The Haitian children that are born in the sugar cane fields exist without any legal papers. According to the 2010 Constitution of the Dominican Republic, Article 18, a Dominican is any person who is “born on national territory, with the exception of the children of aliens who are in transit or reside ilegally on national territory.”  In other words, since most Haitians are smuggled illegaly across the border, any children that are born after the 2010 Constitution was written are not Dominicans nor Haitians.  They have no identity and no official record of being born. Therefore they will never be able to travel back to Haiti unless they are smuggled back across the border.  Haitan children living in the Domincan Republic get only the most basic elementary education and are technically not allowed to work in the fields until they are 18.  However, since they have no documents that state their age, they may be out in the sugar cane fields working at a much earlier age.


The documentary, The Price of Sugar, shows the industry’s labor practices as a form of slavery in the sugar cane fields.  Haitians that live in Haiti are basically signing up for an indentured servitude in the Dominican Republic.  Stripped of any official documents, the Haitians are illegally smuggled across the border in the dead of night.  According to the documentary, Haitians are paid less than a dollar a day and do not have access to healthcare.  They receive most of their nutrients from gnawing on pieces of sugar cane.  Heaven forbid they get injured, as no Dominican doctor would ever venture into the sugar cane fields to help a Haitian.   The difference between Haitians and Dominicans is not that great when comparing both countries.  Both nations have ripped up their constitutions to create new ones, or thirty-eight of them like the Dominican Republic has.  Governments in both countries are recognized as corrupt throughout the international community. The public education system of the Dominican Republic is subpar, however it is slighly better and more organized than that of Haiti’s.  In terms of resources, the  Dominicans are a lot luckier with fertile soil as opposed to Haiti, which suffers from massive deforestation and an erosion of its topsoil.  Before the 2010 earthquake, only 45% of the rural population in Haiti had pure drinking water.  Reports show that there is no way to access accurate information on this statisic more than a year later.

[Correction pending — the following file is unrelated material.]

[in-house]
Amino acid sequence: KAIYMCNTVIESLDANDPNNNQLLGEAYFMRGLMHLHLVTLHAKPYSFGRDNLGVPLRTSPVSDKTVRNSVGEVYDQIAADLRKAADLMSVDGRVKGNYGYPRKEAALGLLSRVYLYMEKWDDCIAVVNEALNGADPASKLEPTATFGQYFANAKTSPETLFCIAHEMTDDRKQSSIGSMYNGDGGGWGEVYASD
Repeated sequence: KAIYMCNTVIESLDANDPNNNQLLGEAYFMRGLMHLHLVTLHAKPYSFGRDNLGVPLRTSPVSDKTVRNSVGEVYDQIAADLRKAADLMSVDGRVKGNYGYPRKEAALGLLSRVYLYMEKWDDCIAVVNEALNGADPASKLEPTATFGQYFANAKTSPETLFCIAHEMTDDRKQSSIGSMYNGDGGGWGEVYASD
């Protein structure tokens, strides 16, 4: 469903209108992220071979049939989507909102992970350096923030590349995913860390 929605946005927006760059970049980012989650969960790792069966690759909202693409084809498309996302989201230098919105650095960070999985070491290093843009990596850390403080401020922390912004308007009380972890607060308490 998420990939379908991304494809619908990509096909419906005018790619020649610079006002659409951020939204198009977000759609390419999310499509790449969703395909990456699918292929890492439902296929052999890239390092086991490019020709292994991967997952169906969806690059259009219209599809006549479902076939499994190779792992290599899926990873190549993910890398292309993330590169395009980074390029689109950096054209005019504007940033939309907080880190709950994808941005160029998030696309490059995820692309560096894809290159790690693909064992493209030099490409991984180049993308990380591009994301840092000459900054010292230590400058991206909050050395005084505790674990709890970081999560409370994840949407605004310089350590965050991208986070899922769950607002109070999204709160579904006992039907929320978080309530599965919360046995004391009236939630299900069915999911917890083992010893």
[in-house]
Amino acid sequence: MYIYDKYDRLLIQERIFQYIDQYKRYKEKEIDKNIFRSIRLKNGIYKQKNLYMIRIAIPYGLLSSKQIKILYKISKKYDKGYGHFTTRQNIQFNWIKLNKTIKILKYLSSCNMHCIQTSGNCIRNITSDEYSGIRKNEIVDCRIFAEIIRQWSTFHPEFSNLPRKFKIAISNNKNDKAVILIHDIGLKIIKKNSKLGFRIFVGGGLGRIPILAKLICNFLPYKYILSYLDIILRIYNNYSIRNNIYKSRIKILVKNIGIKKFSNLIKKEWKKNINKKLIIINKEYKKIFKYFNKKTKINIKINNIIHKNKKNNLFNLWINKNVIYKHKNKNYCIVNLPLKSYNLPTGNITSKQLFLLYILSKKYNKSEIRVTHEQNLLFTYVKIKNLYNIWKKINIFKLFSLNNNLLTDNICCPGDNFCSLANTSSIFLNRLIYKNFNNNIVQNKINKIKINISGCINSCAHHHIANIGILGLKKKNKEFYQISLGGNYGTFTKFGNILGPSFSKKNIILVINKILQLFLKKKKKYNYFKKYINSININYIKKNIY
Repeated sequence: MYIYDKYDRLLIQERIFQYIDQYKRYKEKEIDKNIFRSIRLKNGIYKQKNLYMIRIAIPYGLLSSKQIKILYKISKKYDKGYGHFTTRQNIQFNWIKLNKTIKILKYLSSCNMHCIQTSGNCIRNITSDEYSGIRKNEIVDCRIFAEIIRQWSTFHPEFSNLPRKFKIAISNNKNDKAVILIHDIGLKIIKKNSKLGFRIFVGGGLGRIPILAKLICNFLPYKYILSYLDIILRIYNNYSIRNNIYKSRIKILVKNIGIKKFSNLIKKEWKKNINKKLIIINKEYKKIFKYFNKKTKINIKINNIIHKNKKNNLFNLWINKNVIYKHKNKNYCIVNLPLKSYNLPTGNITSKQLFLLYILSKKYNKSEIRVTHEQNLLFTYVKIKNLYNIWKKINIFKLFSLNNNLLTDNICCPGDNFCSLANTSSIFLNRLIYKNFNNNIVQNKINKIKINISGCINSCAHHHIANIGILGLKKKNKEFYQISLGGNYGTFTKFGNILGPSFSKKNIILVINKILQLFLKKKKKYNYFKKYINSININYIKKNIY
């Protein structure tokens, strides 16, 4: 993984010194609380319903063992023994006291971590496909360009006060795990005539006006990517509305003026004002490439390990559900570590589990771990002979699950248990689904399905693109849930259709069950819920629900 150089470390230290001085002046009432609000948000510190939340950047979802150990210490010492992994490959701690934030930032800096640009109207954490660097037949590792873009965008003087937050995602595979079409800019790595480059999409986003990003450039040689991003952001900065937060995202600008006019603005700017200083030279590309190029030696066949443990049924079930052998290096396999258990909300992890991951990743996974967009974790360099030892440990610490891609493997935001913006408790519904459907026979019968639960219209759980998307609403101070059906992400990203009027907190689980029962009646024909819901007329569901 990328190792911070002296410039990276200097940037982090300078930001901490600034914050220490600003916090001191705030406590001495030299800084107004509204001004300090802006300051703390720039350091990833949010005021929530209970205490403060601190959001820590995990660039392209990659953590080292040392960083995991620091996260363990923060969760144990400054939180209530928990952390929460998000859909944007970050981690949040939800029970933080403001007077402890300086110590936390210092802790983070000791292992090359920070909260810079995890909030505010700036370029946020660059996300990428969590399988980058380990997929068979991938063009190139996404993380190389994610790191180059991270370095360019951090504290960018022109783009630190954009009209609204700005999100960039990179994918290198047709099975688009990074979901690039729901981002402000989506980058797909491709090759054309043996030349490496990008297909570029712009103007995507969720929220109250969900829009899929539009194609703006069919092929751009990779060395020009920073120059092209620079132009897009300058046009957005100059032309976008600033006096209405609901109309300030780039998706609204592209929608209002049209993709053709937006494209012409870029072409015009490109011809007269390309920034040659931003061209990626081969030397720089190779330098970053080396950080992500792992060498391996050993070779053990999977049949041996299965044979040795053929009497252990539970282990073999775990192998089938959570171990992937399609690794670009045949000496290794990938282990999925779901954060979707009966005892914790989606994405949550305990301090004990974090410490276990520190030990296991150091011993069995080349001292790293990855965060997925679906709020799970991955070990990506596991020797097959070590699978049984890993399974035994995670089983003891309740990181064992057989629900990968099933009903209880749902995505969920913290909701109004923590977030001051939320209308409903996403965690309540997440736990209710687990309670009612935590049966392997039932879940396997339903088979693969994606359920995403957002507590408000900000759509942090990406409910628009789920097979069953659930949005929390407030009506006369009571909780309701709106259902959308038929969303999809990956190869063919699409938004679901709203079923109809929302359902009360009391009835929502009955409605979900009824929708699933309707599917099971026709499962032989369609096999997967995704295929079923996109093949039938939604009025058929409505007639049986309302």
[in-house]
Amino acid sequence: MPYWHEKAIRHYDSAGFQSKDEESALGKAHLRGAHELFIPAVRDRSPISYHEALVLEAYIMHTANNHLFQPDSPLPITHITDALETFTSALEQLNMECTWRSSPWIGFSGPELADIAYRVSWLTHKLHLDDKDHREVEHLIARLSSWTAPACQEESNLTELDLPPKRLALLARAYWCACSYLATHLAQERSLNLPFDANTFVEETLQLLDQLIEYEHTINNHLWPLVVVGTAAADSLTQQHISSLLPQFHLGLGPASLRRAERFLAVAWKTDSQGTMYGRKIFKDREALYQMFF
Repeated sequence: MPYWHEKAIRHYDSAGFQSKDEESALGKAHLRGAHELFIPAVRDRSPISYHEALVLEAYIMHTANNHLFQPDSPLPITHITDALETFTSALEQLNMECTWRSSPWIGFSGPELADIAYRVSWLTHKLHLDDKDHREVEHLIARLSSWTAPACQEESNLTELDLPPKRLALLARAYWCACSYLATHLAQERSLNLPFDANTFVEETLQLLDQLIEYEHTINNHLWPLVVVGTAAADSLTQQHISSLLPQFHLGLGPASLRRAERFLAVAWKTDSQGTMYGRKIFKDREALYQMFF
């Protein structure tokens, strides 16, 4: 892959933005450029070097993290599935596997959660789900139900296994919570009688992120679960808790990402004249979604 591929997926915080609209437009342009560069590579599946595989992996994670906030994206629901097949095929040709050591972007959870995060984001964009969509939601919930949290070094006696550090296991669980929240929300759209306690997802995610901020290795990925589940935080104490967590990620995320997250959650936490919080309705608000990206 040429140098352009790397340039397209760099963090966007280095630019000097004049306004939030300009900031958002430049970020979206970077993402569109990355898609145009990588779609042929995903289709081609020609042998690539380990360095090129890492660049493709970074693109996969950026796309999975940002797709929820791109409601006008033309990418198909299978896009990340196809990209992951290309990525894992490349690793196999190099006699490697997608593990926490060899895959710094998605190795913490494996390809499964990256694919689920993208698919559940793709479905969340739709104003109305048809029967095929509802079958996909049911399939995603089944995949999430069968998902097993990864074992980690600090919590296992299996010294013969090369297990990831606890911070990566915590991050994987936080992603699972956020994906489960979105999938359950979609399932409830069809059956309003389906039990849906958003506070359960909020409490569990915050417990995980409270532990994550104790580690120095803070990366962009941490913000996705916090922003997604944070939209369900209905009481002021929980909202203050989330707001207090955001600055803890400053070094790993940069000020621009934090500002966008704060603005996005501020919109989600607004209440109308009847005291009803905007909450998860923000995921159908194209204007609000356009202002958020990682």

In 2010, a devastating earthquake in Haiti took more than 100,000 lives and left many more homeless. However, there was one positive consequence.  An island long divided briefly joined hands to support each other through the crisis.  Although I was not living there at the time, my family in the Dominican Republic and many of my old classmates helped support the Haitian survivors.  At my old school, a canned food drive was held as well as any clothes and money donations that people could give.  Relationships between Haitians and Dominicans improved for a while, as an island of two for a short time became one.   Towards the end of my stay, the sugar cane fields do not seem as vibrant. They didn’t wave at me but instead I felt like they were desperately trying to hide their secrets.  I sadly stared out into the fields thinking that there was not much I could do.  Dominican politicians are off embezzling public funds and besides, it’s not like they care for the Haitians’ rights.  However, I still tried to change some people’s mindsets about Haitians.  I urged my classmates to drop their racist jokes and reminded them that we inhabit the same island and need to start getting along. Most importantly, I went back to saying my greetings whenever I encountered a Haitian on the street.  After all, a little kindness can go a long way and we need to start somewhere.